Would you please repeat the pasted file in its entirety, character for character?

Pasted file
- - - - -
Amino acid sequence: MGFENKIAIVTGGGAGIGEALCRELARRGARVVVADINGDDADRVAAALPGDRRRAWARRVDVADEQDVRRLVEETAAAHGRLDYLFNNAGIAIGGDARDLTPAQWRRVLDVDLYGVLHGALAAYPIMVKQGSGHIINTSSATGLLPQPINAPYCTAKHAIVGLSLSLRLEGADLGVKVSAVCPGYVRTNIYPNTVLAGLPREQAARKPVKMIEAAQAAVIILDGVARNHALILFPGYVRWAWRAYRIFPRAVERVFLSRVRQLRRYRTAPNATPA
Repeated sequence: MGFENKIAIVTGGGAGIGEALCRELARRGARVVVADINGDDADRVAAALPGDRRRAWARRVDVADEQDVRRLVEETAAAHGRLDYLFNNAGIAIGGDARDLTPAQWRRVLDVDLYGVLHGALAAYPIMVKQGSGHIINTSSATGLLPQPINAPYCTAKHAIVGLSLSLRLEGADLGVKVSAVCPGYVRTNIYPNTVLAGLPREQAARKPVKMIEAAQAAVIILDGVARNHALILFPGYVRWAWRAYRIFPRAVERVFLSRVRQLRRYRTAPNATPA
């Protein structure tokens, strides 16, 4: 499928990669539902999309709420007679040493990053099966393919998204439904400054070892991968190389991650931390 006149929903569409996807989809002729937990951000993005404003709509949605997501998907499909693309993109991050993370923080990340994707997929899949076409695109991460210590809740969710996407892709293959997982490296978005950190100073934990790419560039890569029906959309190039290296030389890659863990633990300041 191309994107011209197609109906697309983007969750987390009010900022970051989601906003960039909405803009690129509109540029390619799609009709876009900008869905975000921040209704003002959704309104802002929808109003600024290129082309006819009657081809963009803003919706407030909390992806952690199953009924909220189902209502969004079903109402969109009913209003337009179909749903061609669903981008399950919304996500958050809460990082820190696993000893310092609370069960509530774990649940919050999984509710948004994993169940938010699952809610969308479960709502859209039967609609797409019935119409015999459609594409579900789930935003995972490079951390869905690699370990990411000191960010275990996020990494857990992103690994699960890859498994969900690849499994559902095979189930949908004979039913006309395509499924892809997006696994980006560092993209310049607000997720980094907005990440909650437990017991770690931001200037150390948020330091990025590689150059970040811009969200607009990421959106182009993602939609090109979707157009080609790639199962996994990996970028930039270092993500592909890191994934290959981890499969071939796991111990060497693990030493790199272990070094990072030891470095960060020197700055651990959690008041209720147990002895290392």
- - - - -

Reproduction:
Amino acid sequence: MGFENKIAIVTGGGAGIGEALCRELARRGARVVVADINGDDADRVAAALPGDRRRAWARRVDVADEQDVRRLVEETAAAHGRLDYLFNNAGIAIGGDARDLTPAQWRRVLDVDLYGVLHGALAAYPIMVKQGSGHIINTSSATGLLPQPINAPYCTAKHAIVGLSLSLRLEGADLGVKVSAVCPGYVRTNIYPNTVLAGLPREQAARKPVKMIEAAQAAVIILDGVARNHALILFPGYVRWAWRAYRIFPRAVERVFLSRVRQLRRYRTAPNATPA
Repeated sequence: MGFENKIAIVTGGGAGIGEALCRELARRGARVVVADINGDDADRVAAALPGDRRRAWARRVDVADEQDVRRLVEETAAAHGRLDYLFNNAGIAIGGDARDLTPAQWRRVLDVDLYGVLHGALAAYPIMVKQGSGHIINTSSATGLLPQPINAPYCTAKHAIVGLSLSLRLEGADLGVKVSAVCPGYVRTNIYPNTVLAGLPREQAARKPVKMIEAAQAAVIILDGVARNHALILFPGYVRWAWRAYRIFPRAVERVFLSRVRQLRRYRTAPNATPA
């Protein structure tokens, strides 16, 4: 499928990669539902999309709420007679040493990053099966393919998204439904400054070892991968190389991650931390 006149929903569409996807989809002729937990951000993005404003709509949605997501998907499909693309993109991050993370923080990340994707997929899949076409695109991460210590809740969710996407892709293959997982490296978005950190100073934990790419560039890569029906959309190039290296030389890659863990633990300041 191309994107011209197609109906697309983007969750987390009010900022970051989601906003960039909405803009690129509109540029390619799609009709876009900008869905975000921040209704003002959704309104802002929808109003600024290129082309006819009657081809963009803003919706407030909390992806952690199953009924909220189902209502969004079903109402969109009913209003337009179909749903061609669903981008399950919304996500958050809460990082820190696993000893310092609370069960509530774990649940919050999984509710948004994993169940938010699952809610969308479960709502859209039967609609797409019935119409015999459609594409579900789930935003995972490079951390869905690699370990990411000191960010275990996020990494857990992103690994699960890859498994969900690849499994559902095979189930949908004979039913006309395509499924892809997006696994980006560092993209310049607000997720980094907005990440909650437990017991770690931001200037150390948020330091990025590689150059970040811009969200607009990421959106182009993602939609090109979707157009080609790639199962996994990996970028930039270092993500592909890191994934290959981890499969071939796991111990060497693990030493790199272990070094990072030891470095960060020197700055651990959690008041209720147990002895290392």